Two-year study on economic and environmental impacts of co-located solar + agriculture now under way

The American Solar Grazing Association (ASGA) will begin collecting and analyzing data on the agricultural, economic, and environmental impacts of co-locating agricultural enterprises such as commercial beekeeping and sheep grazing on photovoltaic sites.

Sheep on a Nexamp solar project

“New York State has one of the most ambitious solar energy mandates in the country,” says shepherd Lexie Hain, executive director of the American Solar Grazing Association. New York’s renewable energy policies could increase competition for open land — or create new opportunities. “By working together on the same land, farmers and energy developers can realize benefits for all involved while preserving the agricultural character of the state’s rural communities. It’s not an all-or-nothing proposition; with this study, ASGA will be able to collect and analyze data on the economic and environmental impacts of co-locating ag and solar ventures on the same site.”

The project is being funded by a $198,000 research grant from the New York State Energy Research & Development Authority (NYSERDA) through its Environmental Research Program which aims to increase the understanding and awareness of the environmental and public health impacts of energy choices and emerging energy options and provide a scientific foundation for creating effective and equitable energy-related environmental policies and resource management practices.

​“NYSERDA works with stakeholders throughout New York State to develop, invest, and foster the conditions to expand New York’s clean energy economy. We’re pleased to fund ASGA’s work in assessing the impacts and benefits of co-location and documenting how solar developers, shepherds, and beekeepers can optimize these practices to encourage the development of solar energy while preserving New York State’s valuable agricultural and environmental resources,” said Doreen M. Harris, President and CEO, NYSERDA.

Additional project partners on the two-year study include the New England Division of American Farmland Trust and Juniper Economic Consulting. Data collection and analysis will focus on solar planting mixes, economics of co-location, solar equipment risk, and soil health from 30 existing, ground-mounted solar sites throughout the Northeast — primarily in New York State and neighboring states.

Credit: Connexus

ASGA has already begun recruiting beekeepers, shepherds and solar sites and will continue enrollment throughout the 2021 growing season. For rigor, the study will collect data from co-located sites, as well as conventional, stand-alone operations for comparison purposes. Data will be collected during the 2022 and 2023 grazing seasons. Results of the study will address questions about the quality and profitability of farm products from solar sites, trends in soil health on agriculturally managed solar sites, and the benefits to farmers of working with the solar industry.

Soil scientist Emily Cole, PhD, New England deputy director for American Farmland Trust, notes that the scale of New York State’s solar development efforts makes agrivoltaic enterprises unique in the Northeast. “I’m pleased to be partnering with ASGA and NYSERDA to collect data on best practices for maintaining the agricultural productivity of solar sites in New York,” said Cole. “Done right, co-location is an opportunity to protect and strengthen food systems, meet climate energy goals, and meet goals for carbon sequestration through well-managed grazing with livestock.”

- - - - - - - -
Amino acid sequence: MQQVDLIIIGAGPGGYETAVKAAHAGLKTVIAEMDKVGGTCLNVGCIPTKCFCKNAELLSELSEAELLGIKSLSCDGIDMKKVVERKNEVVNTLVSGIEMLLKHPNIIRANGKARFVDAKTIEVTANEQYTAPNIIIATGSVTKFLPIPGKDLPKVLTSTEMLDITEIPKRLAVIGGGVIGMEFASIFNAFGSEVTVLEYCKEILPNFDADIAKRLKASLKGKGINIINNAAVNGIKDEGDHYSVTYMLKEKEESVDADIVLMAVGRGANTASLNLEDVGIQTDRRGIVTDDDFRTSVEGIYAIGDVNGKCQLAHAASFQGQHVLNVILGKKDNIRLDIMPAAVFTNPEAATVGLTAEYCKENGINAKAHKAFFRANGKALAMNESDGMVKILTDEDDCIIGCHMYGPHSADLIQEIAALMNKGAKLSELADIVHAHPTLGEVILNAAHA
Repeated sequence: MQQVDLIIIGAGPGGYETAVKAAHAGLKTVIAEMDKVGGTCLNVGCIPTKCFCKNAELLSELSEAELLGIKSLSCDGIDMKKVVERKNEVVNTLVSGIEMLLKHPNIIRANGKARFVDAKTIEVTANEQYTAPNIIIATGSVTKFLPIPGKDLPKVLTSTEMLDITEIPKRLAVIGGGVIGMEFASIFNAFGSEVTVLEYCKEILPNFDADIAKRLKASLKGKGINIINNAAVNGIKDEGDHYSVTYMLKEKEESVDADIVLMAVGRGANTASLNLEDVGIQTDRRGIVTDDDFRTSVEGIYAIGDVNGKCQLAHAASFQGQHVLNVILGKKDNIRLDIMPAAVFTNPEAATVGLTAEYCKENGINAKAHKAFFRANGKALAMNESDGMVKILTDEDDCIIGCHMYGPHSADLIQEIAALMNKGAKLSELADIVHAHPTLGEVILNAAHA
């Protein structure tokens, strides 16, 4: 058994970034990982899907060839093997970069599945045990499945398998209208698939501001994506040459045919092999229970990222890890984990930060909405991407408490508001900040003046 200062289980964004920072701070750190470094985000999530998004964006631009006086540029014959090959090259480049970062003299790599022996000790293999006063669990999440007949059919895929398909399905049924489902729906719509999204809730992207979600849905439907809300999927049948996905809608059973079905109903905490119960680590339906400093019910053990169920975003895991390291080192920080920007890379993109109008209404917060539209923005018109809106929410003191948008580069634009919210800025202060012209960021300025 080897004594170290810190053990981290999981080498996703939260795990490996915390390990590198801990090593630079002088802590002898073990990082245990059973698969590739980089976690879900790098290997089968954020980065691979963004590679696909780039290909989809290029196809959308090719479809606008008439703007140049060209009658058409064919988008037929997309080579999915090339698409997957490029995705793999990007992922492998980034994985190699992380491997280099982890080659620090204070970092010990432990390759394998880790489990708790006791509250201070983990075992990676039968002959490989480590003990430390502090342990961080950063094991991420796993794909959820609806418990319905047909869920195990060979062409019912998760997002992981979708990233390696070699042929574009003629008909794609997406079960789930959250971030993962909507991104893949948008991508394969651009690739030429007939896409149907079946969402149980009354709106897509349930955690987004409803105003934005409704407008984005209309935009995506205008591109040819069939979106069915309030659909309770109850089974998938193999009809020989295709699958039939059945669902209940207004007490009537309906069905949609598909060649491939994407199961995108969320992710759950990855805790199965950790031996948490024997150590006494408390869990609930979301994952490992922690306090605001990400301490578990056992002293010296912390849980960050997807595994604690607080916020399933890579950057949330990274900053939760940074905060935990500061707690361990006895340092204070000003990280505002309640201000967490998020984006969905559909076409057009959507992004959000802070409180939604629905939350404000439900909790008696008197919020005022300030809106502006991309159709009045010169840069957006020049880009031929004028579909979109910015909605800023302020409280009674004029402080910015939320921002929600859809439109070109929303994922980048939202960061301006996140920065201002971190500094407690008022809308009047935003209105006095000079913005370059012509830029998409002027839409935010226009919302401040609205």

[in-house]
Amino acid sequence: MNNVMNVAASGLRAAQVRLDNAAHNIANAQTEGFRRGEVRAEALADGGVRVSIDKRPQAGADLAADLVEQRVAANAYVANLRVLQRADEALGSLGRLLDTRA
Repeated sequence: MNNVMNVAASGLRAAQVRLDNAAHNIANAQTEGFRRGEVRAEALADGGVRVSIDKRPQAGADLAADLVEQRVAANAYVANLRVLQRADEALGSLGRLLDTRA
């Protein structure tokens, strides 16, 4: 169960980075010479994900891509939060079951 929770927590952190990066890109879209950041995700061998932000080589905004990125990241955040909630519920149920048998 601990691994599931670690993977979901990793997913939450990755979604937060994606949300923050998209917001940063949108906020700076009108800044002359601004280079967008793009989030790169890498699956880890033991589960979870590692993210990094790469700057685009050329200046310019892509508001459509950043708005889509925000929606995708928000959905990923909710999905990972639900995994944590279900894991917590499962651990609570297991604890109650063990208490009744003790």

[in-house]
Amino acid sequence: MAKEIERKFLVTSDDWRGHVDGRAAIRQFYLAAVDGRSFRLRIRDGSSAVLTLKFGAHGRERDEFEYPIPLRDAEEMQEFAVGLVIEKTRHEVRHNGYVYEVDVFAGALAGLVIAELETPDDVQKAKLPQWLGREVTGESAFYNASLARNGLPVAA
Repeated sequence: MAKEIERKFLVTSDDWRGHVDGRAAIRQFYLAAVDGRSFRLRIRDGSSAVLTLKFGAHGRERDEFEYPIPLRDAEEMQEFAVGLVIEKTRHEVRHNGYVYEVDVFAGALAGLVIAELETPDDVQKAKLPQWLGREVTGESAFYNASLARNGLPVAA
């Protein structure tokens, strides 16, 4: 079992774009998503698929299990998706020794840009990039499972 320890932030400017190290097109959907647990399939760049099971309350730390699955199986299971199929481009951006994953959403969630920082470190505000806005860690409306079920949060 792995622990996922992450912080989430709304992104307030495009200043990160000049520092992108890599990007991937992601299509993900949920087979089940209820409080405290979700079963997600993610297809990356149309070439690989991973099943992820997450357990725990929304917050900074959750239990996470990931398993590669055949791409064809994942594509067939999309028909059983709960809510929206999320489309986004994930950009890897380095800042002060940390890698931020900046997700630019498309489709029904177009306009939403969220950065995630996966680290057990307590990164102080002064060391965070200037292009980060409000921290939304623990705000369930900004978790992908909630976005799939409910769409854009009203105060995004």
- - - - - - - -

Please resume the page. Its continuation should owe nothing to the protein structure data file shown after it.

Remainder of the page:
Credit: Silicon Ranch and White Oak Pastures

Photovoltaic sites owned and operated by Nexamp will be included in the study. “We’re quadrupling the number of sites we’re grazing this season,” said Keith Hevenor, the company’s communication manager, pointing out that the practice clearly aligns with the mission of photovoltaic companies committed to reducing fossil fuel use. Compared to conventional vegetation management, he notes, sheep are less likely to cause damage to solar equipment. “When you start running lawn mowers and weed whackers, there’s a risk of kicking up rocks and gravel that can damage a solar panel.” Solar grazing also is more efficient in steep or hard-to-reach installations. “It’s very safe for the sheep,” said Hevenor. “Solar grazing reflects Nexamp’s mission of responsible land use and making the most of the land that we are contracting to generate clean energy.”

Study participant Jonathan Northrop co-owns Northrop Farms, a family-owned grazing operation in Orleans, New York. In 2021, Northrop Farms will keep sheep on two Nexamp solar sites for a combined 40 acres in Jefferson County, replacing herbicides and gas-powered mowers. “Because we’re in the infancy of this practice, it’s important to establish the true costs, what’s involved,” said Northrop, who also raises grass-fed Angus beef, meat goats, and pigs on pasture. “My wife and I depend 100% on the farm for our income and the mix of enterprises we choose has to make financial sense.”

Participating beekeeper Mike Kiernan of Vermont-based Bee The Change sees solar sites as vital habitat for honeybees, as well as the hundreds of species of native bees, butterflies, and wasps that collectively transform blossoms into the vegetables and field crops responsible for one in every three bites on our dinner plates. “Solar fields are an amazing opportunity space,” said Kiernan, whose family keeps bees on three solar sites and manages an additional 25 sites with wildflowers, prairie grasses, and other plants selected to feed and shelter native pollinators. “We love to see these fields full of blossoms and the blossoms full of pollinators!”

The current project builds on a 2018 pilot study by Cornell University.

News item from ASGA